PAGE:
By Tanyss Knowles
It was one o’clock in the morning as we all threw our arms over our heads to create giant shadows of ourselves against the rocks on Crow Mountain. This was the first time any of us had been in the Arctic Circle so close to summer solstice and we were marvelling at the endless sunshine and beautiful landscape of Old Crow in the summer.
Old Crow was the last stop on a community tour with the audio-visual collective, Skookum Sound System. Skookum Sound System is an innovative group of artists that mash up electronic beats, video clips, traditional songs, and modern lyrics. When you see them perform, which I got to see many times that week, you just know that they are cool! The experience is visually stimulating, fun for dancing, and true to their heritage. Not only were they fantastic performers, but they were awesome people who were excited to share their art and skills with youth everywhere we travelled.
The tour was organized as a collaborative project between BYTE, the Yukon Film Society, Northern Cultural Expressions Society, and the Adaka Cultural Festival. The four multi-disciplinary artists in Skookum Sound System travelled to the Yukon from Vancouver to play concerts and deliver workshops to youth in Whitehorse, Haines Junction, Dawson City, and Old Crow.
The workshops were fun, interactive, and creative. They started with Csetkwe, the group’s singer, drumming and singing traditional songs. This was perfect for setting the tone of the workshop and showed respect for the foundations of the group’s music. After, the youth moved around to four distinct stations that sported different multi-media equipment. Deano, a Heiltsuk carver and talented DJ, carted his turntable all the way up from Vancouver to teach youth how to cut, mix, and scratch. D’Arcy, a New Yorker with Australian aboriginal and Irish heritage, taught the youth to develop their own beats and play around with different sounds that contribute to the texture of collaborative music. Bracken, a VJ from the Wuikinuxv and Klahoose nations, has lots of experience with digital media performance and installation. He showed the youth how to experiment with film-clips to match them up with the music and create a visual experience. Csetkwe, the only female in the group and a beautiful singer from the Okanagan and Shuswap nations, facilitated a song-writing and vocal recording workshop giving youth the experience of recording their own voices. In Whitehorse, the workshops spanned two days and gave the participants enough time to create their own song which was performed at the Adaka festival.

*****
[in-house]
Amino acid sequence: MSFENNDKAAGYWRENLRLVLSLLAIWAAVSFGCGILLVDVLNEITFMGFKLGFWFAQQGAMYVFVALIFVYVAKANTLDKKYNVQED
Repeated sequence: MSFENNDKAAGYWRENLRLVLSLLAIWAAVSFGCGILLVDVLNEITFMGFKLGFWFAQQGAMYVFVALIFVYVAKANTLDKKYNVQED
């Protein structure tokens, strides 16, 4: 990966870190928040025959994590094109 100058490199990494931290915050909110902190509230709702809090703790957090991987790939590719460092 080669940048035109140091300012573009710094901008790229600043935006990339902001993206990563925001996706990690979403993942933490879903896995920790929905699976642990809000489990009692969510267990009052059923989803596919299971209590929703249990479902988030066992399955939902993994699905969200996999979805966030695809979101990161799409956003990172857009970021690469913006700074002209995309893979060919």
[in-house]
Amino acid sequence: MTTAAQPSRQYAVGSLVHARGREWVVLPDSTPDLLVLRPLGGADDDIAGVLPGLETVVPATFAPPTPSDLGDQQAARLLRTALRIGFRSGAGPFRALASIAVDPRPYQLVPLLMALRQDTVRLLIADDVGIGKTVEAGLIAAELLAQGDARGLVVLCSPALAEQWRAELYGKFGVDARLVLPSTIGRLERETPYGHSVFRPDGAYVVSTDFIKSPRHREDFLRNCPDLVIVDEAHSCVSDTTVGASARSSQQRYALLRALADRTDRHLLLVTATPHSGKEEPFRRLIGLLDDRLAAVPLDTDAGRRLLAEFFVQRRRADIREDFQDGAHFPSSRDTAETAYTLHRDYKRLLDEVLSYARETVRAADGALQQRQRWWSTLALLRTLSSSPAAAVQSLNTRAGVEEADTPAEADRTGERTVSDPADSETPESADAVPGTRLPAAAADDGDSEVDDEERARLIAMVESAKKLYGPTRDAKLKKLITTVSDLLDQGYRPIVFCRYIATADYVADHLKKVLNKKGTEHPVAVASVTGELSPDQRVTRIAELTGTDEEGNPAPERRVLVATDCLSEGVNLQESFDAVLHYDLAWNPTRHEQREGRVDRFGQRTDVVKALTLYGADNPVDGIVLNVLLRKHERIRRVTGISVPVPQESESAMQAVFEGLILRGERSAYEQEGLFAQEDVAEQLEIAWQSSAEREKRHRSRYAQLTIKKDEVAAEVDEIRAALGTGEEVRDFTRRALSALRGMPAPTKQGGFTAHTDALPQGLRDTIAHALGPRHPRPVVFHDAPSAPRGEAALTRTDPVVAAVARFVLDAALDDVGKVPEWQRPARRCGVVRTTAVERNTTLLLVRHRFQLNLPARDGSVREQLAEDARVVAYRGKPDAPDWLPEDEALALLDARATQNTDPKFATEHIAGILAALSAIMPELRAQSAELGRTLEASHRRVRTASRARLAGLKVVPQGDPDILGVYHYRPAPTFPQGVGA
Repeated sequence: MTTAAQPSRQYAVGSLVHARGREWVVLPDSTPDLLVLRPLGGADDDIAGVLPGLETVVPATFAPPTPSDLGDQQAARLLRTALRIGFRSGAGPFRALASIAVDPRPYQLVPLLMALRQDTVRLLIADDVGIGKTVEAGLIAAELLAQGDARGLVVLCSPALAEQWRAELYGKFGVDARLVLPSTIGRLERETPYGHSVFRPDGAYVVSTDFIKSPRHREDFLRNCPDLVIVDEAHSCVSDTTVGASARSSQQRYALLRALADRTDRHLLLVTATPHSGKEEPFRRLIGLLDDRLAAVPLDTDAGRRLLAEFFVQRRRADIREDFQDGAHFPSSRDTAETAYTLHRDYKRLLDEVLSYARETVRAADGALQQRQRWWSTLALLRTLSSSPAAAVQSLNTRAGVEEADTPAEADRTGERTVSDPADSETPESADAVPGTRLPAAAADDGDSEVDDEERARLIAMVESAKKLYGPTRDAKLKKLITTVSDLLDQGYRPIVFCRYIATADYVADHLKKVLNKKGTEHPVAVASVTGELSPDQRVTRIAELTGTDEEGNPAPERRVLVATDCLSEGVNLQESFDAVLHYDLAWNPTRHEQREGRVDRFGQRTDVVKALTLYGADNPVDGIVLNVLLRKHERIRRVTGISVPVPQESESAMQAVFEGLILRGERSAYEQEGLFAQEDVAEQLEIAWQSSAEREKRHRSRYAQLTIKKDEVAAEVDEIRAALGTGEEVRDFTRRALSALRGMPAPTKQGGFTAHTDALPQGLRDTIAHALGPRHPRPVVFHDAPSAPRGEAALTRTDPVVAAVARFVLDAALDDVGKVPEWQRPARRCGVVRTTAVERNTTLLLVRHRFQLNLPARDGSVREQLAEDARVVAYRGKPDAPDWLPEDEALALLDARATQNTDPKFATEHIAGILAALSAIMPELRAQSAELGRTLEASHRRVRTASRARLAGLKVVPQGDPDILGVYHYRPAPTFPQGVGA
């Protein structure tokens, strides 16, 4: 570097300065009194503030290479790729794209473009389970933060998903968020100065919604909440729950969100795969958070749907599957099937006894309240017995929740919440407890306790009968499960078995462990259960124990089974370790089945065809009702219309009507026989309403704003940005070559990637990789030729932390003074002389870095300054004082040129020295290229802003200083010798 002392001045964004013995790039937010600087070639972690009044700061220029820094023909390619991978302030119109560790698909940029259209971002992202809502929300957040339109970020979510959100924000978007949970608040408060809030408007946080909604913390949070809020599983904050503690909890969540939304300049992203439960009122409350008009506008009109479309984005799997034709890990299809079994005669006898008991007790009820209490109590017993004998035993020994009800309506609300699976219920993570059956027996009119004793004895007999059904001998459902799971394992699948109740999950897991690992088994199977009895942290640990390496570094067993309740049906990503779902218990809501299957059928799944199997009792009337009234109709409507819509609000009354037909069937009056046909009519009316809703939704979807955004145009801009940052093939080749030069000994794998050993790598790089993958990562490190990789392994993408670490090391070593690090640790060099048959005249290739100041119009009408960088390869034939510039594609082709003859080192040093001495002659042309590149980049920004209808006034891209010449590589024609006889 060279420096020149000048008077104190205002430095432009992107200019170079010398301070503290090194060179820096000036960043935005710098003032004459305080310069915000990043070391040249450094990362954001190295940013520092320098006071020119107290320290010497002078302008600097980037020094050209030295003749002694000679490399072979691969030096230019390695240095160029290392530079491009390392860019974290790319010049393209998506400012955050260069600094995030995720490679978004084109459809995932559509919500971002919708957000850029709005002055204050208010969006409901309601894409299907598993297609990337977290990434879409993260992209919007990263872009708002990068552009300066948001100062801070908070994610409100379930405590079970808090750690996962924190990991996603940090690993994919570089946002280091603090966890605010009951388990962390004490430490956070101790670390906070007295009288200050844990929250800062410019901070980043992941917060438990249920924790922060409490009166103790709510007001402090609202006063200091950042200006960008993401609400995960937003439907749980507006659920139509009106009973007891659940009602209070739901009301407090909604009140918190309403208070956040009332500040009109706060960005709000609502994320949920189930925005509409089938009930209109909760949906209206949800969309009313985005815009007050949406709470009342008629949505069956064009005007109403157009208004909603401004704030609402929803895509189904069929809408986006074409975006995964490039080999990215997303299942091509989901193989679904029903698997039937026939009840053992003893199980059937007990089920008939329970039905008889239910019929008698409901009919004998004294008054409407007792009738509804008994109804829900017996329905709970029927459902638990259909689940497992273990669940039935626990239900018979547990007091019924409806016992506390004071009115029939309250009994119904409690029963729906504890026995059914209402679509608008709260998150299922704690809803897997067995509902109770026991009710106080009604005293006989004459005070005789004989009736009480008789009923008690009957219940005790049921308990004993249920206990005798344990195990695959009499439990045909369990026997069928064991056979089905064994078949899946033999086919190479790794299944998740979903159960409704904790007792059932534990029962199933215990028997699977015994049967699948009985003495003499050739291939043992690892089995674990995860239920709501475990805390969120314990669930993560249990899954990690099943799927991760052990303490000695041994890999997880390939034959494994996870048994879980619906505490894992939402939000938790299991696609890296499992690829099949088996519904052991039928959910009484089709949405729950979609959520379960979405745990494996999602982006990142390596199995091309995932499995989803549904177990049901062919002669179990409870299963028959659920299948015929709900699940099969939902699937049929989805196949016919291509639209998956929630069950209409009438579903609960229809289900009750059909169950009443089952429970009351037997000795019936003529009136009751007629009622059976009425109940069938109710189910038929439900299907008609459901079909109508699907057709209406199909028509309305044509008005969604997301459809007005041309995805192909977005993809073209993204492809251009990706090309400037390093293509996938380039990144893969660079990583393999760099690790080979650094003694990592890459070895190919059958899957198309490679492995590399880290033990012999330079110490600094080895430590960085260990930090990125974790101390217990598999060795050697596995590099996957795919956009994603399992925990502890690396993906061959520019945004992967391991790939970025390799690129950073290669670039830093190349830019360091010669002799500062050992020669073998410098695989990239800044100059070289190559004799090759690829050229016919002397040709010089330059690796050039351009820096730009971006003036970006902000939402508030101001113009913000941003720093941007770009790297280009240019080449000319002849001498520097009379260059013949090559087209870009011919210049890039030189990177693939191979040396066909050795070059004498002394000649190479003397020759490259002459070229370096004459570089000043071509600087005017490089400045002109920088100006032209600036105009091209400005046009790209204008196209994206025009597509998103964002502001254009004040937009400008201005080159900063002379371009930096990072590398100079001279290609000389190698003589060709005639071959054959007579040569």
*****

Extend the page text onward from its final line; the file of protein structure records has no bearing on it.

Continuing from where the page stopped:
Skookum Sound System’s workshop were a great opportunity for Yukon youth to meet interesting artists and develop unique skills. In each community we visited we were met with enthusiastic youth and wonderful Yukon hospitality. In Haines Junction, we got to take a break from the workshop to watch youth and adults perform traditional dances outside of the cultural center with the beautiful backdrop of the St Elias Mountains. In Dawson City, creative community members came out to the demo concert and shared their experiences and art with us. In Old Crow, we got to participate in all the festivities and competitions of Canada Day – we even won some!
On our last night of the trip on top of Crow Mountain we all marveled at the energy that it had taken to push through those ten days of workshops and performances. We were so grateful to the sunshine and amazing people who made the trip a success. We threw up our arms again and made even bigger shadows!